301 eggs. The total number of eggs must be one more than a number that is divisible by 2, 3, 4, 5, and 6. That is because each of these numbers leaves a remainder of 1.

If that’s true, one less than the number must be divisible by 5, 4, and 3.

5 x 4 x 3 = 60.

Then you just must find a multiple of 60 so that 60 x n + 1 is divisible by 7.

61/7, 121/7, 181/7, and 241/7 all leave remainders, but 301/7 does not.

There are seven children on the bus. Each child has seven backpacks. In every backpack, there are seven large cats. For each large cat, there are seven small cats. How many legs are on the bus — not including the driver?

10,990 legs. Here’s a breakdown.

  • Seven children each with seven backpacks = 49 backpacks.
  • Seven big cats in each backpack = 49 x 7 = 343 large cats.
  • 4 legs for each large cat = 1,372 legs.
  • Seven small cats for each large cat = 7 x 343 = 2401 small cats.
  • 4 legs for each small cat = 7 x 2401 = 9,604 legs.
  • 2 legs for each child = 14 legs.
  • 1,372 legs + 9,604 legs + 14 legs = 10,990 legs.

What is the next number in the pattern — 1, 11, 21, 1,211, 111,221, 312,211?

13,112,221 — When you say the number aloud, it describes the number before it, so 1 = One, one, which is written as 11, then you have two ones = 21 and so on.

Funny Math Riddles For Kids

Funny Math Riddles For Kids Icon

There is a fine line between a funny math riddle and a math joke. One or two of the examples here may straddle, or even cross that line.

Nevertheless, these funny math riddles for kids are sure to raise a smile, or maybe a groan, and are an excellent way to show your child that math can be fun.

Why are 1999 $10 notes worth more than 1993 $10 notes?

Because there are more of them.

How many times can you take 10 away from 100?

1, because after you take 10 away from 100, it isn’t 100 anymore, it’s 90.

If I have seven daughters, and each daughter has a brother, how many children do I have?

Eight — seven girls and one boy.

What’s the difference between $1.50 and $0.35 cents?

Nothing, they are both the same because 30, five-cent-pieces are $1.50.

If a butcher is 6 feet tall and has a size of nine feet, what do they weigh?


It takes 12 builders one week to construct a wall 60 feet long. How long does it take 9 builders to construct the same wall?

No time, because they cannot construct the same wall, it is already built.

If you have five watermelons and six strawberries in one hand, and four watermelons and 19 strawberries on the other hand, what do you have?

Very big hands!

Two children go to the same school. Child one left for school ten minutes before child two. They bump into each other at the park on the way. At the time they meet, who is closest to school?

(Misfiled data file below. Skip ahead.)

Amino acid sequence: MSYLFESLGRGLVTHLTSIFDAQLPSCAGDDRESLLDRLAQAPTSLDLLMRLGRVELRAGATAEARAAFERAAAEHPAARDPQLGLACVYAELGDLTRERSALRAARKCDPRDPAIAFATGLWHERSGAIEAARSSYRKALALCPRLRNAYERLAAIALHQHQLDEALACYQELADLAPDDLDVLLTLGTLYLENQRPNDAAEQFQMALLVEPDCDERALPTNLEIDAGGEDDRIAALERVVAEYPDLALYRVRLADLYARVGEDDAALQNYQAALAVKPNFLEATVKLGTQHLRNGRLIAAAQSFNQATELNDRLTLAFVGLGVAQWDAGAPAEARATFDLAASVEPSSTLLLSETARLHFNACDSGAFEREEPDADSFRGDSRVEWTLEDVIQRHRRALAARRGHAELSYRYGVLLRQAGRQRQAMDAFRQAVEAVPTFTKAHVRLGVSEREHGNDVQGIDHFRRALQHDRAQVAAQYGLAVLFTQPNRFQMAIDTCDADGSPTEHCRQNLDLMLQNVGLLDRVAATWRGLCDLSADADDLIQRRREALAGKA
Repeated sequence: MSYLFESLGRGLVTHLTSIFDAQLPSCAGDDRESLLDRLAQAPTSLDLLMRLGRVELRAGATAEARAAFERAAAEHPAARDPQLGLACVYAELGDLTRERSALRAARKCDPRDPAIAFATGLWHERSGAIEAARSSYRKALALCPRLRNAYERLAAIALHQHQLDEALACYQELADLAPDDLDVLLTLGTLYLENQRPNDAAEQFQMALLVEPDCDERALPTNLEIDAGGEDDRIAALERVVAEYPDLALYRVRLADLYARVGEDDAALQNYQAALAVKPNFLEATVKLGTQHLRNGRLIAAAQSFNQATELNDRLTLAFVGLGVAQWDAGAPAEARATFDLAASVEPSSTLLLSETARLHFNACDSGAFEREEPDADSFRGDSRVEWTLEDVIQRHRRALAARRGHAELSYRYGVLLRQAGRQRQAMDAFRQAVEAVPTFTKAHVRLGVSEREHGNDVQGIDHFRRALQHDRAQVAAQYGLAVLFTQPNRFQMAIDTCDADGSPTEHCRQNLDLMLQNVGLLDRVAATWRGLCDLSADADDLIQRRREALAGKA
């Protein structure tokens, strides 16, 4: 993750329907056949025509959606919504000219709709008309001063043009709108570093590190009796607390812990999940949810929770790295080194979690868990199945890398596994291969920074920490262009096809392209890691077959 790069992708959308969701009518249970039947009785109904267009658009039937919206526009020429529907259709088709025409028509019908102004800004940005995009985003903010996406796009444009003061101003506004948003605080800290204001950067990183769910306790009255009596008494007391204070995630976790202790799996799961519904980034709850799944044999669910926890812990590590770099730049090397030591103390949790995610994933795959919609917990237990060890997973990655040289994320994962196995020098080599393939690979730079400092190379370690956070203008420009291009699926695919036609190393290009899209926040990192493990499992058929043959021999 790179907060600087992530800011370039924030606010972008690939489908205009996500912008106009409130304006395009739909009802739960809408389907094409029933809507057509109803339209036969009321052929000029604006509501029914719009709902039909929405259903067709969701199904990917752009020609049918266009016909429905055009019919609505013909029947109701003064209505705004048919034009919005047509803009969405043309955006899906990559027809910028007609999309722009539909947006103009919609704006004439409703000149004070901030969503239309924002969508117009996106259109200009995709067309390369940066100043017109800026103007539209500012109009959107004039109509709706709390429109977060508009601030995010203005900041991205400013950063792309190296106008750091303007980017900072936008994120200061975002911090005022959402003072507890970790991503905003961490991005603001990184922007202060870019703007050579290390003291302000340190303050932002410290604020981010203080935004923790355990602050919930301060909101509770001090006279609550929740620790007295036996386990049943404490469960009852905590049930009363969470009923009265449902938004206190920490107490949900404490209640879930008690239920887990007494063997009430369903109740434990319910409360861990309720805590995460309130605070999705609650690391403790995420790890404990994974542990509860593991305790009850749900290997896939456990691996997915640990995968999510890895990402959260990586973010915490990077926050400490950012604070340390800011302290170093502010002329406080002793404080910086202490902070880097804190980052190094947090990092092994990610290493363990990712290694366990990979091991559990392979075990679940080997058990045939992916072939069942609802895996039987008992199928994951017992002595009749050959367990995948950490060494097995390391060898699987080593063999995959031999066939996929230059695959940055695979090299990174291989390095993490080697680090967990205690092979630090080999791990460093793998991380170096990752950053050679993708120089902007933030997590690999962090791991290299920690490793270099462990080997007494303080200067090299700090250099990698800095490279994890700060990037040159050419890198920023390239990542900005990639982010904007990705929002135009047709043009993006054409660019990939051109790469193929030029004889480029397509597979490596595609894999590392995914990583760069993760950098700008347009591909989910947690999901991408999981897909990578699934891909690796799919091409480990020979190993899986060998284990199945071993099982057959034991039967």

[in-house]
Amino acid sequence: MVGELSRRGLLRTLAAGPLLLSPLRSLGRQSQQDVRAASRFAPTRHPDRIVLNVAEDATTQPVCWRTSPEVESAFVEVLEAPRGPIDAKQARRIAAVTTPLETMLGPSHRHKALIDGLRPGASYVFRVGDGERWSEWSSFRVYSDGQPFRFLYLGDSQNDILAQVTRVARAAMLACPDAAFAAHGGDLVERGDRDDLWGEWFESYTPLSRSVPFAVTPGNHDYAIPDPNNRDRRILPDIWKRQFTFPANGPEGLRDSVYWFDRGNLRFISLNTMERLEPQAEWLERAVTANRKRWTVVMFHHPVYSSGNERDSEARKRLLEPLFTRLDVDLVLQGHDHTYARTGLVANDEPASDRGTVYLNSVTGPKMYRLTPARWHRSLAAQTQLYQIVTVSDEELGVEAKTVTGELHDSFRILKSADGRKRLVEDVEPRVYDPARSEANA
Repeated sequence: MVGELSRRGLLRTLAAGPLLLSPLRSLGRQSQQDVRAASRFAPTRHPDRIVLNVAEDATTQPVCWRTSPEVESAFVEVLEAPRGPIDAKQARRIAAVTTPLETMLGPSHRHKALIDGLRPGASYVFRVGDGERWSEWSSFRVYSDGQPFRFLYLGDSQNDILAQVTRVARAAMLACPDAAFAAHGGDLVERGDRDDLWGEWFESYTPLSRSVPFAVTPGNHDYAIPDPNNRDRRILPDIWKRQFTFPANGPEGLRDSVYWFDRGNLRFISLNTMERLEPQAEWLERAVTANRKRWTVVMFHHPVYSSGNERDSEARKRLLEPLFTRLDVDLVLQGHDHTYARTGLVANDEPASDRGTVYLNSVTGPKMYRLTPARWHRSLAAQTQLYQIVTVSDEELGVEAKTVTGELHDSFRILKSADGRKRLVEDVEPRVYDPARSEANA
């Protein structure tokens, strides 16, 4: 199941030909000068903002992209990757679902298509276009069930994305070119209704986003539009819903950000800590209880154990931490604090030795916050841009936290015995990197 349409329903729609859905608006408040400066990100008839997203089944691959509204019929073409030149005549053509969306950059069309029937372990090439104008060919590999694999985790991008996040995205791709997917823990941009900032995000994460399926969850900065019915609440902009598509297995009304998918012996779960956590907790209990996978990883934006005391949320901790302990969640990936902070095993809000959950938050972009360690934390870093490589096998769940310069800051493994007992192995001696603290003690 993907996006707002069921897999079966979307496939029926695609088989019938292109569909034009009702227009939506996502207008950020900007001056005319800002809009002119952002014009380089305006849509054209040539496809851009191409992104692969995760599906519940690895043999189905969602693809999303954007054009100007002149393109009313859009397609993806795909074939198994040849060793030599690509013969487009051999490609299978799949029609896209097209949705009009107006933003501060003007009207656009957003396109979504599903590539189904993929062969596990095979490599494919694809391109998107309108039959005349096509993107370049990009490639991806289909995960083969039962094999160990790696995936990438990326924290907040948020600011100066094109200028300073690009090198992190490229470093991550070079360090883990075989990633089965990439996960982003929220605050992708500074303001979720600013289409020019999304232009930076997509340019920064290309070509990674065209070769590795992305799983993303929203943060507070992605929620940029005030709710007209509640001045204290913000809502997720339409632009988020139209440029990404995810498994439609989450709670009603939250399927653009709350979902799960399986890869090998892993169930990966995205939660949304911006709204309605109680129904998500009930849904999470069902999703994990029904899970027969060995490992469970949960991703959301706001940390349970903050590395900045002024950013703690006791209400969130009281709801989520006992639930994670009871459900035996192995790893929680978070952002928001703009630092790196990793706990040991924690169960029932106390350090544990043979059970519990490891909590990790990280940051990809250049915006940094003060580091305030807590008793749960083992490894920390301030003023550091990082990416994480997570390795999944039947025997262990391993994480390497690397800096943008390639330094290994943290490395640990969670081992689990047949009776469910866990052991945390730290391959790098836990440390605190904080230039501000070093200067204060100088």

Neither because they are both in the same place and therefore are the same distance from school.

How many sides does a circle have?

Two, the inside and the outside.

A grandfather, two fathers, and two sons went to the movies. Each of them bought one ticket. How many tickets did they buy in total?

3. The grandfather is also a father, and the father is also a son.

The Benefits of Math Riddles for Kids

The Benefits of Math Riddles for Kids Icon

Math can be frustrating, but math brain teasers for kids can also result in a variety of benefits.

They can help your child:

Learn About Language

Language skills may not be the first thing you think of when you are considering math riddles for kids. However, the wording of math riddles is often critical to the ability to solve them, so working on them can help your child pay closer attention to words, their meanings, and their flexibility (1).

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Bond With Parents

Any activity that encourages parents and children to spend time together, interacting, and discussing ideas, can help to strengthen bonds.

Strengthen Basic Math Skills

Most math riddles for kids require basic math skills, such as addition or multiplication. Using these skills in the more creative context of riddles, rather than through pages of equations, can also be more fun, and less intimidating.

Promote Creative Thinking

When you ask your child a riddle, finding the answer is not as simple as repeating a fact they have previously learned. Instead, they have to form associations between pieces of information, link ideas, and use the facts they have to reach a conclusion (2).

Math + Riddles = Fun

Math + Riddles = Fun Icon

If the thought of math riddles is enough to tire your brain, a quick search of the internet will bring up plenty of fun examples, for all age levels and abilities.

Now that we’ve got you going with our first 30 math riddles for kids, why not make up your own?

Be sure to read through them first so you can explain the answer to your kids.

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About the Author

Patricia Barnes

Patricia Barnes is a homeschooling mom of 5 who has been featured on Global TV, quoted in Parents magazine, and writes for a variety of websites and publications. Doing her best to keep it together in a life of constant chaos, Patti would describe herself as an eclectic mess maker, lousy crafter, book lover, autism mom, and insomniac.